Finally, in 1994, his perseverance paid off with his first big hit, “Fantastic Voyage.” The next year, his perseverance paid off even more with “Gangster’s Paradise,” which, at the time, became the number-one song in the world.

In theory, you could follow Coolio’s lead by taking any skill and practicing it until you achieve your breakthrough. But how do you decide which one to practice? How can you tell which one lies in the direction of your calling?

One way is to recall your childhood and ask yourself: What did I love doing or dream of doing back then? Which activity made me lose my sense of time while doing it or imagining doing it?

There lies your calling. It might not seem practicable – but even if it was childish, it can still give you a starting point from which to set out.

Chip Conley, the head of hospitality at Airbnb, for instance, was led into his career in the hospitality industry by recollecting the hours he would spend imagining he was running a restaurant as a child. And a friend of Chip’s went from being a dissatisfied lawyer to a world-renowned pastry chef by remembering the pastime of her six-year-old self: making mud pies!

Your burning desire will enable you to overcome obstacles and conquer your fear of failure.

Imagine if every morning, you woke up feeling so motivated and excited about the day ahead that you practically bolted out of bed. Does this sound like a dream compared to your present reality? If so, it’s a sign that you need to identify the goals and activities that will fill you with a burning desire to start your day and pursue your passions.

Once kindled, this desire will give you the drive to overcome the obstacles in your path – a power that’s exemplified by the story of Wayne Dyer.

To say the odds were stacked against him would be an understatement; he was an orphan who spent his childhood bouncing between foster homes. Nonetheless, he was able to earn a PhD in educational counseling and become a professor. He then wrote his first book, Your Erroneous Zones, which eventually sold a whopping 35 million copies.

But his journey from orphanhood to best-selling author wasn’t a smooth one. At first, his book sold only 5,000 copies, which he considered a failure. However, rather than give up, he decided to buy all of the unsold books from his publisher and go on a cross-country adventure, visiting bookstores in person to convince them to sell his book.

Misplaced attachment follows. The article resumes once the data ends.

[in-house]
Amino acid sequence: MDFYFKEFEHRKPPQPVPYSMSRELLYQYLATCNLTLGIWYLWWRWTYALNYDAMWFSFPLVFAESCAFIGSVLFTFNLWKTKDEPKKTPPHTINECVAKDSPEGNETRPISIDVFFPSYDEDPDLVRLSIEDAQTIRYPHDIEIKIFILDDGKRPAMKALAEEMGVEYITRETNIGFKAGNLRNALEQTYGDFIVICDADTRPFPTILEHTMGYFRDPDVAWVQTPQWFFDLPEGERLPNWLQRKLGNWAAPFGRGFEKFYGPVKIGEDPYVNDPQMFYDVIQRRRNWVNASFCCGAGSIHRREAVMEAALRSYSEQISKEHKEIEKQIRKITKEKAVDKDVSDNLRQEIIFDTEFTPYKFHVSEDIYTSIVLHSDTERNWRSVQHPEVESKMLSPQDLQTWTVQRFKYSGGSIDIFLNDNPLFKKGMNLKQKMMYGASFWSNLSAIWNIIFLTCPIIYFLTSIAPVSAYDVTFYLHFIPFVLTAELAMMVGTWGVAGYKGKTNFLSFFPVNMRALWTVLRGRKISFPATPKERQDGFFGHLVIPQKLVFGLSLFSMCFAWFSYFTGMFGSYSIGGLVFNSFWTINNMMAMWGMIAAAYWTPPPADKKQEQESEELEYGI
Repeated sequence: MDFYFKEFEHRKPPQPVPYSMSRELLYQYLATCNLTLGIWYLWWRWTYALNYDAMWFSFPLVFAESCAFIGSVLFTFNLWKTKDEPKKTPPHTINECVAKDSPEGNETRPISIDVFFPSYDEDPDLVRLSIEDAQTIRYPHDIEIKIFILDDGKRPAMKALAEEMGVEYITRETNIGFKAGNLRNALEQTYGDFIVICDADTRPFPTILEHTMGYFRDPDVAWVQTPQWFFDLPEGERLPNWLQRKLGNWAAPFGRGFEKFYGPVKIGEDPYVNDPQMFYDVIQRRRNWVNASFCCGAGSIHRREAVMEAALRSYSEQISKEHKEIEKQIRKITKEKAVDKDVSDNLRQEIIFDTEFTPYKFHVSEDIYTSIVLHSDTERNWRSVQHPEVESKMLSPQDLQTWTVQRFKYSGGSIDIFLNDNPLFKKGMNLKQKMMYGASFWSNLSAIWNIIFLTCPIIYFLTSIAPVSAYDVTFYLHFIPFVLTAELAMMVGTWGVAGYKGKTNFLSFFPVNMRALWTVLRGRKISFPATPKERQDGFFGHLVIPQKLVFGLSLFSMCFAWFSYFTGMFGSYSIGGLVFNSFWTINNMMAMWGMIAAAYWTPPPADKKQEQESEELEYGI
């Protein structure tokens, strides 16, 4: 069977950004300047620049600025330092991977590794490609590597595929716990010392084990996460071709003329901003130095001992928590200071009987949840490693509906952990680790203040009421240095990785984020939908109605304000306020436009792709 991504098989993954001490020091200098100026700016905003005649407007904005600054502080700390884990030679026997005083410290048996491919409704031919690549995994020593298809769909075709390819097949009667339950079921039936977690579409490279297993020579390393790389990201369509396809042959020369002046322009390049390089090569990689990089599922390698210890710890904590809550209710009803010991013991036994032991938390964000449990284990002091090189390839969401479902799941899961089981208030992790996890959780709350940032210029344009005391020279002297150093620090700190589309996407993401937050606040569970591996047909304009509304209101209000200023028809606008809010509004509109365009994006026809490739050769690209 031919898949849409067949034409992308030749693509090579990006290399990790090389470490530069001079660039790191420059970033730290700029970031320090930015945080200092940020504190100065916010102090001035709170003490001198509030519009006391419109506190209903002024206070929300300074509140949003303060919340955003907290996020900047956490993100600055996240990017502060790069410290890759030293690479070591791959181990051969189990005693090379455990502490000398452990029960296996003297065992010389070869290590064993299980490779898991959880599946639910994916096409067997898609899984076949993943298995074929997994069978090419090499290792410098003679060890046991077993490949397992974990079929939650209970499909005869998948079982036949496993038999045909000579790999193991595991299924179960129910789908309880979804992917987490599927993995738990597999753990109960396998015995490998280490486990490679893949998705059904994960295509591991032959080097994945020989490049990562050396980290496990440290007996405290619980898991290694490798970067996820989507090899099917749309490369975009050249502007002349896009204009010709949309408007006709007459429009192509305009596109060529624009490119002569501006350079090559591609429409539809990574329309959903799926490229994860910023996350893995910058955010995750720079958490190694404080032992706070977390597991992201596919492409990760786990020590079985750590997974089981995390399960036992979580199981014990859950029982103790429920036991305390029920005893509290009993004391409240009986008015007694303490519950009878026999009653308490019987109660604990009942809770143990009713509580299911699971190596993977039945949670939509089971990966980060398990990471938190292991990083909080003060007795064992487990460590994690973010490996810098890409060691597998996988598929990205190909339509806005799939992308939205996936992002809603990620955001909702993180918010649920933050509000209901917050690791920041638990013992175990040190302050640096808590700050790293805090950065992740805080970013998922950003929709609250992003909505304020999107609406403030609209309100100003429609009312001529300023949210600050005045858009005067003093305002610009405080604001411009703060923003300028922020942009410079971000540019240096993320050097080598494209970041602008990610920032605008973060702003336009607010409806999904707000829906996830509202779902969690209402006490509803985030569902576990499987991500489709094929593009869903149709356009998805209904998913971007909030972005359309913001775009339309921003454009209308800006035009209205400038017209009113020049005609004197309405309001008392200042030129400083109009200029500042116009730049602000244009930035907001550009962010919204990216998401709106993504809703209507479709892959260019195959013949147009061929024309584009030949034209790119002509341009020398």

To market his book, he also tried to appear on national television – only to be rejected by the producers of every show he approached. But once again, he refused to give up; instead, he drove from station to station and promoted his book face-to-face. Thanks to his tenacity, he was able to take his initial sales numbers and multiply them by 7,000!

Empowered by a burning desire like Wayne Dyer’s, you’ll be able not only to overcome your obstacles, but also to conquer your fear of failure. To see the importance of doing so, consider the Rolling Stones.

Two of its founding members, Mick Jagger and Keith Richards, were childhood friends who were brought back together by the passion they shared for music, which led them to form the band.

The rest is history, right? Well, not quite. At first, music critics panned their songs. Reviewers derided Mick Jagger’s voice, which they said was “fuzzy and undisciplined . . . complete chaos.”

But the band didn’t give up. Instead, they welcomed every gig that came their way, performing 200 concerts per year, despite earning little money from them and attracting audiences as small as four people.